Analysis of environmental DNA (eDNA) from passively collected airborne dust has demonstrated broad success for sensitive and robust detection of plants. Recent experiments at small spatial scales have suggested that animals can also be detected using airborne eDNA. However, airborne eDNA analysis has never been used for a long-term whole-community assessment of a natural terrestrial community or with passive dust collectors. We conducted a metabarcoding survey targeting vertebrate eDNA from dust carried in the air on an approximately 130-acre shortgrass prairie passively collected over the course of a year. Our survey detected a wide variety of animal forms including an amphibian species, several bird species, and both small and large mammals. We found that airborne eDNA signals changed with known patterns of animal activity, wind speed, and rainfall. Overall, we demonstrate that passively collected airborne dust carries eDNA from terrestrial animals and could be used to detect a wide variety of terrestrial vertebrate species in a natural environment with minimal effort. To develop this as a valuable monitoring tool, research needs to focus on the ecology of eDNA carried in the air, which includes the origin, state, transport, dispersal, and fate of eDNA in the environment.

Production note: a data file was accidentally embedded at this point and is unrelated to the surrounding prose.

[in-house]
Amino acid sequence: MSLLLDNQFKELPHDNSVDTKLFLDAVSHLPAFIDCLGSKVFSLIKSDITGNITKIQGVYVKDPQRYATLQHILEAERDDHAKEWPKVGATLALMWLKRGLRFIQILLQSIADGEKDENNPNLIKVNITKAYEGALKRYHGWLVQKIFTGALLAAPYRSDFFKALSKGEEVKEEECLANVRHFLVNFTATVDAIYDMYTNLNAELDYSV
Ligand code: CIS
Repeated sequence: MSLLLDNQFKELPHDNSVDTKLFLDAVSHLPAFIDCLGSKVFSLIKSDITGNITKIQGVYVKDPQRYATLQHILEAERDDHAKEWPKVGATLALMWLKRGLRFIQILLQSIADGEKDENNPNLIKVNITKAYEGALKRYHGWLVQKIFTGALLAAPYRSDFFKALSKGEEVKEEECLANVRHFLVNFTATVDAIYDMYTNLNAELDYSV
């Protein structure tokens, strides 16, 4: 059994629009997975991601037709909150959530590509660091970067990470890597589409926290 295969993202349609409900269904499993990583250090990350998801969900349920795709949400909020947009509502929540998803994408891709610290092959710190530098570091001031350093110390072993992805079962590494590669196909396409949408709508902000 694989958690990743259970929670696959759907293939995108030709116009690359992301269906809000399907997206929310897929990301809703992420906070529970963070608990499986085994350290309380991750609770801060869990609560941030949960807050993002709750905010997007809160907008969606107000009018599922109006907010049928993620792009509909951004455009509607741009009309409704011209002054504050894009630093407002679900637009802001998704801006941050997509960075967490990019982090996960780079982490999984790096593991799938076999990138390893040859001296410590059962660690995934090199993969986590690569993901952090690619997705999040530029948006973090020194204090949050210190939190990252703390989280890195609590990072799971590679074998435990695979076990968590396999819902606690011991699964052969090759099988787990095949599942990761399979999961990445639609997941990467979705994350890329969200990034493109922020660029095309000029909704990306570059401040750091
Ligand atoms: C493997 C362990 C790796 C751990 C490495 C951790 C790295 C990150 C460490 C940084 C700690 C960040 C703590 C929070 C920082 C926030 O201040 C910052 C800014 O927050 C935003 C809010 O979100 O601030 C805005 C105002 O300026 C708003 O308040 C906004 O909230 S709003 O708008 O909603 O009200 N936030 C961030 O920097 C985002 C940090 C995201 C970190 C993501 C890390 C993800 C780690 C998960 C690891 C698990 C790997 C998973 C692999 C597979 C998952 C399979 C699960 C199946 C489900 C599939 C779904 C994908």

- ecology of eDNA
- ecology of
ASJC Scopus subject areas
- Ecology, Evolution, Behavior and Systematics